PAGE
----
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THE U.S. STAKE IN SRI LANKAT he June 2 attack on a busload of Buddhist monks is the latest in a series of te rrorist attacks by ethnic Tamil guerrillas aga inst the civilian population of Sri Lanka. Since April 19, these attacks, which'Eave included a bus terminal bombing in Colombo leaving 127 dead and a series of bloody bus ambushes, have cost over 280 lives. In response, Sri Lankan security forces advance d across the insurgent-dominated Jaffna peninsula late last month, overrunnin ; key positions held by the Liberation Tigers of Tannil Eelam, the most powerful of sever2armed groups demanding a division of Sri Lanka and the creation of an independent Tamil s tate. The seeds of the current conflict were sown after Sri Lankan independence in 1948, when the Sinhalese, who make up 75 percent of the population, sought to reduce the lasting influence of British colonial rule. In 1956, Sinhala replaced English as th e official language. 'Ibis reduced the ability of Tamils, who now comprise about 13 percent of Sri Lanka's 17 million inhabitants, to compete forgovernment and professional employment. Although today both Sinhala and Tamil are official languages and other d isciminatory laws have been revoked, mistrustand animosity remain. Legitimate Grievance. The government's experiment with socialism in the 1950s and 1960s, which stressed education at the expense of industrial development, produced an educated group of Ta m ils with no employment prospects. Residual racial tensions combined with unemployment proved to be an ideal breeding ground for Marxist movements. In 1983 the Tigers' first attacks against Sri Lanka's ceremonial and largely ineffective army sparked countr y wide anti-Tamil riofing by Sinhalese. Some 600 Tamils were slaughtered. This legitimate grievance of the Tamils was exploited by radicals who mounted the drive for a separate state. By the end of 1984, government authority was threatened in Sri Lanka's no r th and some areas of the east, where Tamils are a majority of the population. Today, the rebels control portions of northern Sri Lanka, including the Jaffna peninsula. The Tigers have increased their power by systematically decimating other insurgent grou p s, causing hundreds of casualties and committing thousands of human rights violations. The Tigers have made no secret of their intention to establish a one-party socialist state. L. Thilakar, a Tiger political committee member stated, "Our basic principle s are based on Marxism." Added another rebel leader in 1986: "When Eelam is set up there will be no democracy there." The establishment of an ethnic Marxist state in northeastern Sri Lanka would not be in U.S. interests. Of major concern would be the expan sion of Soviet influence in the region, already enhanced by cozy Moscow-New Delhi ties. Soviet access to the strategic deep-water port of Trincomalee, in eastern Sri Lanka, could lead to the establishment of the Cam Rahn Bay of the Indian Ocean.
Help Fr om the PLO and Libya. The Tamil insurgents have been feceiving-trairding and assistance from the Palestine Liberation Organization, Libya, Zimbabwe, and North Korea. The insurgents have important supply and training bases in the southern Indian state of T a mil Nadu. Drug smuggling earns the rebels funds to purchase Soviet arms. To make matters worse, India seems to be increasingly supportive of the rebels, even though New Delhi publicly professes no desire to see Sri Lanka split into two states. Just last w e ek, a fleet of Indian air force transports, escorted by jet fighters, invaded Sri Lankan air space to drop 25 tons of "humanitarian" supplies to rebel-controlled areas. Despite developing close economic tie s with the West and policies supportive of free e nterprise and democracy, Sri Lanka's democratical!y. elected government of President Junius Jayewardene has had extreme difficulty acquiring support from the U.S. The State epartment, apparently, has been insisting on what seems certain to be a shortsight e d ands-off policy. The main problem, however, simply may be that Washington has not een paying much attention to events in distant Sri Lanka. If so, then it is now time for the threat to Sri Lanka's national integrity to receive higher priority from U.S. p olicy makers. They must recognize that Sri Lanka has been a consistent friend of the U.S. Port access is routinely allowed U.S. naval vessels, providing a valuable stop between Singapore and U.S. facilities in Diego Garcia. Despite strong opposition from I ndia, Sri Lanka signed in 1984 an agreement with the U.S. to allow the expansion and upgrading of the Voice of America (VOA) relay station located north of Colombo, the Sri Lankan capital. This will be the world's second largest VOA station. The U.S. shou ld take a number of steps to help. the Sri Lmikan government put enough military pressure on the insurgents to facilitate a political solution to the Tamil-Sinhalese violence. U.S. actions should include:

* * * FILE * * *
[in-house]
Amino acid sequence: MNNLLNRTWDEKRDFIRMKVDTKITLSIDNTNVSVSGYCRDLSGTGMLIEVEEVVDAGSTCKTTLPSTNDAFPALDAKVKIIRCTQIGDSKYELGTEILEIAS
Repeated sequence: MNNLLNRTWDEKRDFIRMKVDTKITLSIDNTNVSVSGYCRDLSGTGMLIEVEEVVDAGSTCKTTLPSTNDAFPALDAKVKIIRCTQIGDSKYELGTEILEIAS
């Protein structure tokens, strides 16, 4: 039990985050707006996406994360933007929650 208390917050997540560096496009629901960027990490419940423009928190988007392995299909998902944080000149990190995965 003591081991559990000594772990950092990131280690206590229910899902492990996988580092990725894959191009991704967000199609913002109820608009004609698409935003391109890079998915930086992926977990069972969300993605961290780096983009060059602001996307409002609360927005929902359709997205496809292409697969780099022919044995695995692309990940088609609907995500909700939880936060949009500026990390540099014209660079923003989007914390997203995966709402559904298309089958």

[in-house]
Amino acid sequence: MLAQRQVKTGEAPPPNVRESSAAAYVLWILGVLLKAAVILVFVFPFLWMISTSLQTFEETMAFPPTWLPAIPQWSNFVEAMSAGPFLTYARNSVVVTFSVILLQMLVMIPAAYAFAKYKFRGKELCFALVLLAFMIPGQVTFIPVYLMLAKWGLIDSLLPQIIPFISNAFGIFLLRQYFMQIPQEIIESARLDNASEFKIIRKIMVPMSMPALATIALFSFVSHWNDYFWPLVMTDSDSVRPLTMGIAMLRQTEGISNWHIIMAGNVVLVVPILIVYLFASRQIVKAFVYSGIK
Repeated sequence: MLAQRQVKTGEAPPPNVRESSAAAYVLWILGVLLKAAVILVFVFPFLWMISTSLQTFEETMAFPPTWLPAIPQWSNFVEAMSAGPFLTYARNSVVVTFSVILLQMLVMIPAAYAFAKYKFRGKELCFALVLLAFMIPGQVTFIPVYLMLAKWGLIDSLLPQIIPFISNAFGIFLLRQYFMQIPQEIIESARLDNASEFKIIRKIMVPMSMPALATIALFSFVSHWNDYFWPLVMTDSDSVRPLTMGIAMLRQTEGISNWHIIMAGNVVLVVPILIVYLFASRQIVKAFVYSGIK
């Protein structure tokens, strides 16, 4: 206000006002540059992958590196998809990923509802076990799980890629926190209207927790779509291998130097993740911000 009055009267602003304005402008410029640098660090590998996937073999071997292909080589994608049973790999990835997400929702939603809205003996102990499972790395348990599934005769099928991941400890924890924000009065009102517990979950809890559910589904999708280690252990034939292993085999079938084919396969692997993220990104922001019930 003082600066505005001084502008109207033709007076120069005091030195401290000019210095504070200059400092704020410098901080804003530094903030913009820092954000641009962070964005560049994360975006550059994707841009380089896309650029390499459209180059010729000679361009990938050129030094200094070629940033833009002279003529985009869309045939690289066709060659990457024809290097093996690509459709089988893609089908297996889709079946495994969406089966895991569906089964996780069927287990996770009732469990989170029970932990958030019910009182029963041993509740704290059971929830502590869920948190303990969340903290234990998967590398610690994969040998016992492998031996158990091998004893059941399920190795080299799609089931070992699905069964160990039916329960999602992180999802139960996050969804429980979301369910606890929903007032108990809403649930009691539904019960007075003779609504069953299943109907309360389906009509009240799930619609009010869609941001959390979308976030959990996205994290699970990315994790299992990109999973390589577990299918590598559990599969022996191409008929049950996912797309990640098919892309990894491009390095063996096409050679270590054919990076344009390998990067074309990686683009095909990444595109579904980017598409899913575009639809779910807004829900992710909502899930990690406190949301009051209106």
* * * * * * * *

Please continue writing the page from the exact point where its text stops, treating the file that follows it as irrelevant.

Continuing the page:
1) Increase diplomatic support. The U.S. should mak e it clear that it will not accept the subversion of a friendly, democratic state by Marxist forces. The U.S. should encourage India to use its influence over the insurgents to prompt a negotiated settlement. 2) Train Sri Lankan police forces. A competent , professional police force in Sri Lanka is vital for undercutting insurgent operations. 3) Sell Sri Lanka military equipment. Currently, Colombo finds itself unable to purchase needed helicopters, radars, communication equipment and patrol vessels because the State Department is unwilling to grant the prope'r licenses. These barriers should be lifted immediately. 4) Encourage establishment of a * mit Indian-Sri Lankan naval patrol in the Palk Strait that @eparates those two countries. ri Lanka would favor such joint endeavors as iyf genuine Indian commitment to mediating a negotiated settlement to the bloody ciJVw
Kenneth J. Conboy Policy Analyst
Thomas J. Timmons Research AssociateF or further information: Devinda Subasinghe, "Now, A Sri Lankan Free Market Economic Miracle," Heritage Foundation Asian Studies Center Backg1ounder No. 27, May 7, 1985. D h b
Penelope Tremayne and Ian Geldard, Tamil Terrorism: Nationalist or Mandst? (London: Institute for the Study of Terrorism, 198@).}}